NS Bikes are known for slopestyle and dirt jump bikes, at least that’s how I know them. And they’ve got riders such as the Godziek brothers and Sam Reynolds. So I wasn’t sure NS Bikes would do an emtb any time soon. But they have got a full suspension trail/enduro bike in their line-up, the Define. So, why not. Here is the NS Bikes E-Fine.
To my knowledge, there hasn’t been a proper launch of this bike. But it’s been out on their website since like November, and a few webshops are listing it. So the bike seems official. Watch me talk about the bike in the video below, or keep reading.
NS Bikes E-Fine 2 160
The webshop bike-mailorder.de lists two models, the E-Fine 2 is the cheaper one at €5.499. It allegedly comes with the Shimano E7000 and a 504 Wh battery. Fork is the Rockshocx Gold 35 RL with 160 mm travel. The 150 mm rear suspension is bolted to the X-Fusion H3C shock. So the suspension leaves something to be desired for agressive trail riding. Drivetrain is Shimano M5100 11-speed. This aluminium frame bike has a mullet setup with a 29er up front and 27.5 rear.
NS Bikes E-Fine 1 170
The E-Fine 1 is listed at €6.999, and specs are looking more sorted. Here we find the Shimano EP8 with a 630 Wh battery. Fork is the Rockshox Zeb R Charger with 170 mm of travel. The 150 mm rear travel is handled by a Rockshox Superdeluxe Coil Select shock.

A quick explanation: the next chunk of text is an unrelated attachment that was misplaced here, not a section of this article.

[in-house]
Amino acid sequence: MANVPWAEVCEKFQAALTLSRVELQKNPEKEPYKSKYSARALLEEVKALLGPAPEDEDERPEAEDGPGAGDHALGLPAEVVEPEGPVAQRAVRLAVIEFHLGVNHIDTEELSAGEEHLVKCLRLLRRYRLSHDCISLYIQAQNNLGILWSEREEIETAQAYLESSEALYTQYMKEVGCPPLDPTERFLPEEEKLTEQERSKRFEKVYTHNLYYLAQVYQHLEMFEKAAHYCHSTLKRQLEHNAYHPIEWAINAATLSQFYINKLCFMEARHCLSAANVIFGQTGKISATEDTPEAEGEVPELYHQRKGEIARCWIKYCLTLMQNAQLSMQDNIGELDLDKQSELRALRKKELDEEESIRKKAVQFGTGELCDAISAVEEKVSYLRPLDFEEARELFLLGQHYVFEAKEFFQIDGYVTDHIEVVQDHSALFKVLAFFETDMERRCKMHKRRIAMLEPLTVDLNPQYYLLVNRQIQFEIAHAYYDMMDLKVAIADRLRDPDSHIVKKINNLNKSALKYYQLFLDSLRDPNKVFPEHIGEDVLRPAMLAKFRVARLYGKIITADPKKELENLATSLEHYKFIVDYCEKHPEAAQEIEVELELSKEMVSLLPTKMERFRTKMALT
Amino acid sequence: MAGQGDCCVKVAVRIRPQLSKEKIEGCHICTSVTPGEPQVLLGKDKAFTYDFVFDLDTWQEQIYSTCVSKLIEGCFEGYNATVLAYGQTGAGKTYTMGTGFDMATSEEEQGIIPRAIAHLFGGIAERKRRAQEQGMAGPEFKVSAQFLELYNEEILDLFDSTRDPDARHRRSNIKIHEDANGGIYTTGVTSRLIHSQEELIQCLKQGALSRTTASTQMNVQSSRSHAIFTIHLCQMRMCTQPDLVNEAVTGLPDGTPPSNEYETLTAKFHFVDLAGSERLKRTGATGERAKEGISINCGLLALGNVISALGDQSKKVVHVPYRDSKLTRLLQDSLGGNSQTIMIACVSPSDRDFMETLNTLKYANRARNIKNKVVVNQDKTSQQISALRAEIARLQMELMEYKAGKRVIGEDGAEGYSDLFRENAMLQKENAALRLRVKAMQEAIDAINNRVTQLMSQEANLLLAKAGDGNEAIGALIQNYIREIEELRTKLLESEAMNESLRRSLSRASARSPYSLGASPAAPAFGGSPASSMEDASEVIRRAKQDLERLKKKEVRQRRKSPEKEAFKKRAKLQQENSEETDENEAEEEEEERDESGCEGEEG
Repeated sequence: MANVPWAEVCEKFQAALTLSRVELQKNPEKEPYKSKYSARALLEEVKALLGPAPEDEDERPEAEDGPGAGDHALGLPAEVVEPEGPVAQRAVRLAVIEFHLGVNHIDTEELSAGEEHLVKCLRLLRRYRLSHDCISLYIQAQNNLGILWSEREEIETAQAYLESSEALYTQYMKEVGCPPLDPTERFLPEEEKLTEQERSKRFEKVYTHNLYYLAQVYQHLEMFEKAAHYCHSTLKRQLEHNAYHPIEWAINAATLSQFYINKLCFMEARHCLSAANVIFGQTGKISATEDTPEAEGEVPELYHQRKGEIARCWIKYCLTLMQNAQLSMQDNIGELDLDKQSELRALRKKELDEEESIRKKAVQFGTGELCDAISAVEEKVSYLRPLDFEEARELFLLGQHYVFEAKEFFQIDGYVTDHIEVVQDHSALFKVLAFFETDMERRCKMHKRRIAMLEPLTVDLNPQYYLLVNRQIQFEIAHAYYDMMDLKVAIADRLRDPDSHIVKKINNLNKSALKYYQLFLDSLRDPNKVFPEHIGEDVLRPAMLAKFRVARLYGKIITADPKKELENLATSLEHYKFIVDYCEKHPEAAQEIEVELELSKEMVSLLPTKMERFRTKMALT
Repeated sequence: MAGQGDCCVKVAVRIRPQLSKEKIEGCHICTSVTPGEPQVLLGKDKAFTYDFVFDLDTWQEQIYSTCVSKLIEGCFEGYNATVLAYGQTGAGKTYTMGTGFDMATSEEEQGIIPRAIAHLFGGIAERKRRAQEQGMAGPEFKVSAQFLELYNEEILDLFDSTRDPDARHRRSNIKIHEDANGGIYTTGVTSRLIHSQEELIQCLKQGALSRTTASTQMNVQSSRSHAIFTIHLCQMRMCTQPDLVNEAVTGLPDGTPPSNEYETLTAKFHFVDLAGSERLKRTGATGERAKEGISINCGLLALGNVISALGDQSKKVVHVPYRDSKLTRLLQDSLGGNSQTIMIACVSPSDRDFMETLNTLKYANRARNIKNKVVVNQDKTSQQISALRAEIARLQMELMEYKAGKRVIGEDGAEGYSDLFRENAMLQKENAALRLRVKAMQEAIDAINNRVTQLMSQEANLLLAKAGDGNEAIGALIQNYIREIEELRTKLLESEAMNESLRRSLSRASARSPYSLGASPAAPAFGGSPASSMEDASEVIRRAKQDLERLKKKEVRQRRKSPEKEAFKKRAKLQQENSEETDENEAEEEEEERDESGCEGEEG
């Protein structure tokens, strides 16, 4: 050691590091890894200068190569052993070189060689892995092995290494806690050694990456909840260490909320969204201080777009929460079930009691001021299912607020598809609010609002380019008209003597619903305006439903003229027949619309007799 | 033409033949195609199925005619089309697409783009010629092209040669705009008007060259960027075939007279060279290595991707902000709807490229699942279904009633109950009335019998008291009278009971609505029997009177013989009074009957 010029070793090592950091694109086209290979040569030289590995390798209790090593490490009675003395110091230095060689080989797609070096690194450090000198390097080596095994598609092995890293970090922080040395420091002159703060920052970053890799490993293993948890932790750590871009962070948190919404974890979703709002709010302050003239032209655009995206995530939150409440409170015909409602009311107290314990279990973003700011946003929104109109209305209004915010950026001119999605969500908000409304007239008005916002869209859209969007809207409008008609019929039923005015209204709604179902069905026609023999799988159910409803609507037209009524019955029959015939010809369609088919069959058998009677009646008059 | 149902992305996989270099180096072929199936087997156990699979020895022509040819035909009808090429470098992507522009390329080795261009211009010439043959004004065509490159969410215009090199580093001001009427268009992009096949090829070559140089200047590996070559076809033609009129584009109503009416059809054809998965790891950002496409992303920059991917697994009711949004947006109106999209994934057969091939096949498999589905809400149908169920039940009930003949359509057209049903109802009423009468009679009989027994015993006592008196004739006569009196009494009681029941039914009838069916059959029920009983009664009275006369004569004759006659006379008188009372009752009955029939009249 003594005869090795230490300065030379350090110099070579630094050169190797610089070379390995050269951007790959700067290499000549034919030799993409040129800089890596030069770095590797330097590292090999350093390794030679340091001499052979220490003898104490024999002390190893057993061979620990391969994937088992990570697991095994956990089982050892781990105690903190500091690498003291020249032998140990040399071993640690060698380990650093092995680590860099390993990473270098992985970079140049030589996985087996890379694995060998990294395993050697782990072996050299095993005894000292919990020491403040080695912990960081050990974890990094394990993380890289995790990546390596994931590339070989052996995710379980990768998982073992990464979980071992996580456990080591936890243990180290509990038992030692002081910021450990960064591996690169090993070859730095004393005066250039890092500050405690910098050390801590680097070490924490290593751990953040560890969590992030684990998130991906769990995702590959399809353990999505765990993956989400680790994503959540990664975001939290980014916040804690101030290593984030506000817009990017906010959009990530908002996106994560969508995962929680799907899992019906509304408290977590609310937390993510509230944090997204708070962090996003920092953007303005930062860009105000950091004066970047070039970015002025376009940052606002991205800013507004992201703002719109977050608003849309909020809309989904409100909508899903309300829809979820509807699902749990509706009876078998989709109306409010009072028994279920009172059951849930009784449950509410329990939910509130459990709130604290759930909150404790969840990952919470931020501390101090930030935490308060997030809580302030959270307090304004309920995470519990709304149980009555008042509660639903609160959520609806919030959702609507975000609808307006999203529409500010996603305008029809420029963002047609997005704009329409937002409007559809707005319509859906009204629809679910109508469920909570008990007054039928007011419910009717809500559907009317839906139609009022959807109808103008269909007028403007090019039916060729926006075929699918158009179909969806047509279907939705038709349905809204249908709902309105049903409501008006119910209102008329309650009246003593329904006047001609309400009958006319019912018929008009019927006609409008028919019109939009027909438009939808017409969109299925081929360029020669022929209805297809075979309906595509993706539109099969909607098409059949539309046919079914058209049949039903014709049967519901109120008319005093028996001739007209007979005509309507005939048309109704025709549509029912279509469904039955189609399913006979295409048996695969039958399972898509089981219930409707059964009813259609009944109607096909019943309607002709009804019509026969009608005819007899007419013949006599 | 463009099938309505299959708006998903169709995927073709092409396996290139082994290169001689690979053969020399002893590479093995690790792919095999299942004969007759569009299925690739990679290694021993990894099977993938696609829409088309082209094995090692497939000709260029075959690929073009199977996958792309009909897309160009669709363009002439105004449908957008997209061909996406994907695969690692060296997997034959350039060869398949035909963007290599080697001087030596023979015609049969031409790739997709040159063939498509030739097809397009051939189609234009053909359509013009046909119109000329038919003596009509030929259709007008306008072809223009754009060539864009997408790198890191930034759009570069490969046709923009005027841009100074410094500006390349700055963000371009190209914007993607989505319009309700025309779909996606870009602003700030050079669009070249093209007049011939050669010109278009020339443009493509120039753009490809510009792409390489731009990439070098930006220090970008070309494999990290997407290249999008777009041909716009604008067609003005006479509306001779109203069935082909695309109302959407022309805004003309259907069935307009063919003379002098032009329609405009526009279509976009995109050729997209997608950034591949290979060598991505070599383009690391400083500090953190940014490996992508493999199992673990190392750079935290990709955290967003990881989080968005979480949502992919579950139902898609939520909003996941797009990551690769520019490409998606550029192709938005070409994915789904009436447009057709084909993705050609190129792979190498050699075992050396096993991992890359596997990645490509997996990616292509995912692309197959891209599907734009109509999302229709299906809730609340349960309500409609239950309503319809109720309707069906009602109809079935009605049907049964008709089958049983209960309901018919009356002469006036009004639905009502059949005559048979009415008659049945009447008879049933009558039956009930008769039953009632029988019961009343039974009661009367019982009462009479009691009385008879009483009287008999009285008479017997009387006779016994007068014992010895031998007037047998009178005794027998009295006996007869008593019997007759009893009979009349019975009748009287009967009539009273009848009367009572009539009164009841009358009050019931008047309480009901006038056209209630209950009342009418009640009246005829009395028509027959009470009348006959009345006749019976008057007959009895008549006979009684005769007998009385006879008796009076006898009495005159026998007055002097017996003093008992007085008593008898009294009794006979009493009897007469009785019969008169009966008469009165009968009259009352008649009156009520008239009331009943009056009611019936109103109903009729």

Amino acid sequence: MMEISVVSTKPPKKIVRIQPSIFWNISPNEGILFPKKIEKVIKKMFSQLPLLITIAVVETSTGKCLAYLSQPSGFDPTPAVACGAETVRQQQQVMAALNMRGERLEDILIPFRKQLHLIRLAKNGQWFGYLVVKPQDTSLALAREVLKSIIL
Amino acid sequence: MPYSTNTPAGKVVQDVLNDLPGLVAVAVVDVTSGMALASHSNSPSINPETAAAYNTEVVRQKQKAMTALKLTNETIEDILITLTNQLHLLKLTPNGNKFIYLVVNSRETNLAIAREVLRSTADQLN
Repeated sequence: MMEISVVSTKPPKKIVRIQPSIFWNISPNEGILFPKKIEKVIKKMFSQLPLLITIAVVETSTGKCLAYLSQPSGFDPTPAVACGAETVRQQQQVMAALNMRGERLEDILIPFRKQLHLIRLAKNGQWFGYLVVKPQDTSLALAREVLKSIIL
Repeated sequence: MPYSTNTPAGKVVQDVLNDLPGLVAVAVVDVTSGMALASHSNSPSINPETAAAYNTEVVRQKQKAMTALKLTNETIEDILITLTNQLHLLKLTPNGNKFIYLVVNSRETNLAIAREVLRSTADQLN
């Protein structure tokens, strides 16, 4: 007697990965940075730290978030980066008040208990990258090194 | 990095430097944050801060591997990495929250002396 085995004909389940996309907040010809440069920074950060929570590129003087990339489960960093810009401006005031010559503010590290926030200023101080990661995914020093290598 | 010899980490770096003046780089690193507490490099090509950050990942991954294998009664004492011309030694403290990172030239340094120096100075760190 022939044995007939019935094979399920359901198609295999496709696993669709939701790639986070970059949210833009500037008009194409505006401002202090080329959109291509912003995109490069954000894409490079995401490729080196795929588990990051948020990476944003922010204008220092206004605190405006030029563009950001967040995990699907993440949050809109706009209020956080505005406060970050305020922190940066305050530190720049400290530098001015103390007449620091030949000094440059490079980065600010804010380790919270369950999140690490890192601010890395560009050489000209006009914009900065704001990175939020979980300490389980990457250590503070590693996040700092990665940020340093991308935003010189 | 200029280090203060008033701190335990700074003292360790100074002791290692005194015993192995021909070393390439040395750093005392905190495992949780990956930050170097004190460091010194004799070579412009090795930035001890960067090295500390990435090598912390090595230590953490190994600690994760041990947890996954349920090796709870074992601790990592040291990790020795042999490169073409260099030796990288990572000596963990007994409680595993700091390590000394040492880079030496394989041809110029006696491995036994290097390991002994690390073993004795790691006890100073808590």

Drivetrain is the well functioning and sensible Deore M6100 12-speed. There’s Sram XO on the photos though, so who knows. Brakes are proper, Magura MT7. And this is of course a mullet-bike too. NS Bikes claim a weight of 22.5 kg for this model. That’s quite impressive for an aluminium frame bike with burly suspension and a 630 Wh battery. I hope this weight is correct!
NS Bikes introduce the E-Fine by saying they tested lots of EMTBs, but they didn’t really find a bike that stole their team’s hart. So it took a while to determine what kind of bike they wanted to make. Judging by the geometry though, the E-Fine looks fairly similar to a lot of the current 29er emtbs.
The 455 mm chainstays aren’t very short for a bike with a 27.5″ rear wheel. Either they prefer this length, or it’s limited by the chainstay crossbar between the rear wheel and motor. A seat tube angle of 75.2* isn’t super steep, but normal these days. The 63.8* head tube angle follows the trend of going ever slacker, looks promising to me.
The size medium has a reach of 452 mm, combined with the tall 646 mm stack height this should be a fairly long frame. It seems the bike only comes in 3 sizes, and the size L does look pretty big for it’s size.